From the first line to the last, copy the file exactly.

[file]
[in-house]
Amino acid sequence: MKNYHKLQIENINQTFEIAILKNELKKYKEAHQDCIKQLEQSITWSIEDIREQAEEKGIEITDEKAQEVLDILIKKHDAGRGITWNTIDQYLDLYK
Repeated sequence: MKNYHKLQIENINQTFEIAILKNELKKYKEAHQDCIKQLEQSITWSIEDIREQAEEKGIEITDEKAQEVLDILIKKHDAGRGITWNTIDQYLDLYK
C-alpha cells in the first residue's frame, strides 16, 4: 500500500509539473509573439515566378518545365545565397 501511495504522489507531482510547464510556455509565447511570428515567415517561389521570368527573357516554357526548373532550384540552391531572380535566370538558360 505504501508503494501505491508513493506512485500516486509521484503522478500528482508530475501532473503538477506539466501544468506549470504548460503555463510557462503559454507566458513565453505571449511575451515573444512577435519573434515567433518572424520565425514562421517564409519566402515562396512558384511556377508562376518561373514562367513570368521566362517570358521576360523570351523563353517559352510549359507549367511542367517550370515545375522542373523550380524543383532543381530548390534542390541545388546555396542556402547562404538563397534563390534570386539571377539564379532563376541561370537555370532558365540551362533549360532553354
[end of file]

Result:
[in-house]
Amino acid sequence: MKNYHKLQIENINQTFEIAILKNELKKYKEAHQDCIKQLEQSITWSIEDIREQAEEKGIEITDEKAQEVLDILIKKHDAGRGITWNTIDQYLDLYK
Repeated sequence: MKNYHKLQIENINQTFEIAILKNELKKYKEAHQDCIKQLEQSITWSIEDIREQAEEKGIEITDEKAQEVLDILIKKHDAGRGITWNTIDQYLDLYK
C-alpha cells in the first residue's frame, strides 16, 4: 500500500509539473509573439515566378518545365545565397 501511495504522489507531482510547464510556455509565447511570428515567415517561389521570368527573357516554357526548373532550384540552391531572380535566370538558360 505504501508503494501505491508513493506512485500516486509521484503522478500528482508530475501532473503538477506539466501544468506549470504548460503555463510557462503559454507566458513565453505571449511575451515573444512577435519573434515567433518572424520565425514562421517564409519566402515562396512558384511556377508562376518561373514562367513570368521566362517570358521576360523570351523563353517559352510549359507549367511542367517550370515545375522542373523550380524543383532543381530548390534542390541545388546555396542556402547562404538563397534563390534570386539571377539564379532563376541561370537555370532558365540551362533549360532553354